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  1. Manipulation of Information in Medical Research: Can It Be Morally Justified?Sapfo Lignou & Sarah Jl Edwards - 2012 - Research Ethics 8 (1):9-23.
    The aim of this article is to examine whether informational manipulation, used intentionally by the researcher to increase recruitment in the research study, can be morally acceptable. We argue that this question is better answered by following a non-normative account, according to which the ethical justifiability of informational manipulation should not be relevant to its definition. The most appropriate criterion by which informational manipulation should be considered as morally acceptable or not is the researcher’s special moral duties towards their subjects. (...)
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  • Mind the Child: Using Interactive Technology to Improve Child Involvement in Decision Making About Life-Limiting Illness.Raymond C. Barfield, Debra Brandon, Julie Thompson, Nichol Harris, Michael Schmidt & Sharron Docherty - 2010 - American Journal of Bioethics 10 (4):28 – 30.
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  • Different Context, Similar Motives: External Influences on Motivation.Aisha Y. Malik - 2015 - American Journal of Bioethics 15 (11):26-28.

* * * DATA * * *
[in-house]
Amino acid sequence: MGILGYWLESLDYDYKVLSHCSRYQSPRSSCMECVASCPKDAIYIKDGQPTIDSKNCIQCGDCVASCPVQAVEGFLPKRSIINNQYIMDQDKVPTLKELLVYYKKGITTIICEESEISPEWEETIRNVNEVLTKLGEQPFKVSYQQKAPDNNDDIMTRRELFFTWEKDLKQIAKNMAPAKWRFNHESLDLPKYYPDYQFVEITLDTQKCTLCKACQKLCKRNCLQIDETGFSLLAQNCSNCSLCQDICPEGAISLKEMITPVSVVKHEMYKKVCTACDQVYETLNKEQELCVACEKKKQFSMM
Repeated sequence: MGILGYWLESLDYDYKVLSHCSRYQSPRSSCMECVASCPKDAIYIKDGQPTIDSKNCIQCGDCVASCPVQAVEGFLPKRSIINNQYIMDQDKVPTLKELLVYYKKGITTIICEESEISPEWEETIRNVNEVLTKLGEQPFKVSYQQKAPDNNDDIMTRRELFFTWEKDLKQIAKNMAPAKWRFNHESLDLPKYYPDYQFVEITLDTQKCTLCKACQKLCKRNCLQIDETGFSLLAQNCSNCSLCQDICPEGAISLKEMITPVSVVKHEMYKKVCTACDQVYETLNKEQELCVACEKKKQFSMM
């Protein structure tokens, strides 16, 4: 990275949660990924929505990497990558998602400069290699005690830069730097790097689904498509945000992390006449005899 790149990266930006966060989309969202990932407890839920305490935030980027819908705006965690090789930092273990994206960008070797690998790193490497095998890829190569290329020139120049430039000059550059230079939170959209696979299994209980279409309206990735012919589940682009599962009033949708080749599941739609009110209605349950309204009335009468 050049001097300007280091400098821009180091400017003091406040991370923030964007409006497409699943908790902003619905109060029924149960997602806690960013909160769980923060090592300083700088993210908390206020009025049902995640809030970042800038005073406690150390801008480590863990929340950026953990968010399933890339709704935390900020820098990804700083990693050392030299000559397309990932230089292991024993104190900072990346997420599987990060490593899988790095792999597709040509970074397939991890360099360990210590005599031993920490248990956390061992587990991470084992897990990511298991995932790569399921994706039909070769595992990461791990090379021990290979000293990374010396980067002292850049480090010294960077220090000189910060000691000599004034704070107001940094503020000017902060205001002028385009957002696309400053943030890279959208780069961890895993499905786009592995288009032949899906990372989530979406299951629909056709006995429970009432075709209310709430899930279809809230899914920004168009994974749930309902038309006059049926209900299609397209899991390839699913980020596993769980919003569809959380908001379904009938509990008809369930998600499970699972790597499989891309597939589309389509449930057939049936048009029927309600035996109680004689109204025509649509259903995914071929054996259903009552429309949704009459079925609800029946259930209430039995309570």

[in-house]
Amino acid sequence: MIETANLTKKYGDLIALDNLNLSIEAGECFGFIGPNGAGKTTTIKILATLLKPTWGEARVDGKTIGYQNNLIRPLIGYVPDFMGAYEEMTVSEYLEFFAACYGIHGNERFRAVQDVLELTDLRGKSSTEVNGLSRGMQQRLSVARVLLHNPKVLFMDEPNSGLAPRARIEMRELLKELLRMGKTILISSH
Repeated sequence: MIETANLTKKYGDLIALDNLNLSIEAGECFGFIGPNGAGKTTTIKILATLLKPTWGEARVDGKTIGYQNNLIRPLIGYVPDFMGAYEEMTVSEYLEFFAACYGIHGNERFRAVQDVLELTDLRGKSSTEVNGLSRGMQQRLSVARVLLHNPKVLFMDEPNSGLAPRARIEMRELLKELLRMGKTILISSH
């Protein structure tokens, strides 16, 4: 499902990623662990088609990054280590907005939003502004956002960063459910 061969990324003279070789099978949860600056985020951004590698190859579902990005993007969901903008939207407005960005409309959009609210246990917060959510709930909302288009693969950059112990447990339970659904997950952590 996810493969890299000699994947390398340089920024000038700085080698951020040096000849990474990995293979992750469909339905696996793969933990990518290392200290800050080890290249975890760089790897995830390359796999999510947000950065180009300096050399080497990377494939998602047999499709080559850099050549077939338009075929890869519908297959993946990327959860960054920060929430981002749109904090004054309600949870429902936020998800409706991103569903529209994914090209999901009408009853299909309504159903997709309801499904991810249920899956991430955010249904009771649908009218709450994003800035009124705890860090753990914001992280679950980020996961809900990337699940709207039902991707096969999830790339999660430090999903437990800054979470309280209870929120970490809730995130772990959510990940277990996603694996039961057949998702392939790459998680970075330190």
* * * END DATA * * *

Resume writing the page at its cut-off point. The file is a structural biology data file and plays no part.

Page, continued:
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  • When Is It Ethical for Physician-Investigators to Seek Consent From Their Own Patients?Stephanie R. Morain, Steven Joffe & Emily A. Largent - 2019 - American Journal of Bioethics 19 (4):11-18.
    Classic statements of research ethics advise against permitting physician-investigators to obtain consent for research participation from patients with whom they have preexisting treatment relationships. Reluctance about “dual-role” consent reflects the view that distinct normative commitments govern physician–patient and investigator–participant relationships, and that blurring the research–care boundary could lead to ethical transgressions. However, several features of contemporary research demand reconsideration of the ethics of dual-role consent. Here, we examine three arguments advanced against dual-role consent: that it creates role conflict for the (...)
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  • Recruiting Children for Clinical Trials: Lessons From Pediatric Oncology.Liza-Marie Johnson & Yoram Unguru - 2015 - American Journal of Bioethics 15 (11):24-26.
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